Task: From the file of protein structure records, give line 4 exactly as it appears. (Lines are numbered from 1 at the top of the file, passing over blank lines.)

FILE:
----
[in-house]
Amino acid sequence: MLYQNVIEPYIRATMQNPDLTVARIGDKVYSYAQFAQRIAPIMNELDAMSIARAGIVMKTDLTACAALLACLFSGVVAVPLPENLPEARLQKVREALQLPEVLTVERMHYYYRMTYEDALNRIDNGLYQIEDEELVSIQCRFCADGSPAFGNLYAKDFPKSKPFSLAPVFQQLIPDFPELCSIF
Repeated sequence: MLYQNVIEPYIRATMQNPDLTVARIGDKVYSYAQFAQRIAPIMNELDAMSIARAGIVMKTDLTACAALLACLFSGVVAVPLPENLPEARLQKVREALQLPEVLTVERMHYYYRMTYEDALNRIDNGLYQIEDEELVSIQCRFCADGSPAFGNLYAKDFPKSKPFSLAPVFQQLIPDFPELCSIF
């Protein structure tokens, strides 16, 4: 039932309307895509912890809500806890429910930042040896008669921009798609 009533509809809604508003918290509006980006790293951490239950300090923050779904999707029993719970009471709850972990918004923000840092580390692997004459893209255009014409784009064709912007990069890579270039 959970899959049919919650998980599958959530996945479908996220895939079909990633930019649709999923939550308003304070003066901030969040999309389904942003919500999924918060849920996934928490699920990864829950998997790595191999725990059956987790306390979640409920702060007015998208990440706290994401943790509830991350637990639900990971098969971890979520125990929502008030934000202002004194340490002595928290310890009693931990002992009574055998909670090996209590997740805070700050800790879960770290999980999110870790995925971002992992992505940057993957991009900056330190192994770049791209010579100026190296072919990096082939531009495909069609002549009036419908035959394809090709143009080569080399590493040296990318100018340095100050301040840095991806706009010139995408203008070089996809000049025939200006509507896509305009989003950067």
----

């Protein structure tokens, strides 16, 4: 039932309307895509912890809500806890429910930042040896008669921009798609 009533509809809604508003918290509006980006790293951490239950300090923050779904999707029993719970009471709850972990918004923000840092580390692997004459893209255009014409784009064709912007990069890579270039 959970899959049919919650998980599958959530996945479908996220895939079909990633930019649709999923939550308003304070003066901030969040999309389904942003919500999924918060849920996934928490699920990864829950998997790595191999725990059956987790306390979640409920702060007015998208990440706290994401943790509830991350637990639900990971098969971890979520125990929502008030934000202002004194340490002595928290310890009693931990002992009574055998909670090996209590997740805070700050800790879960770290999980999110870790995925971002992992992505940057993957991009900056330190192994770049791209010579100026190296072919990096082939531009495909069609002549009036419908035959394809090709143009080569080399590493040296990318100018340095100050301040840095991806706009010139995408203008070089996809000049025939200006509507896509305009989003950067």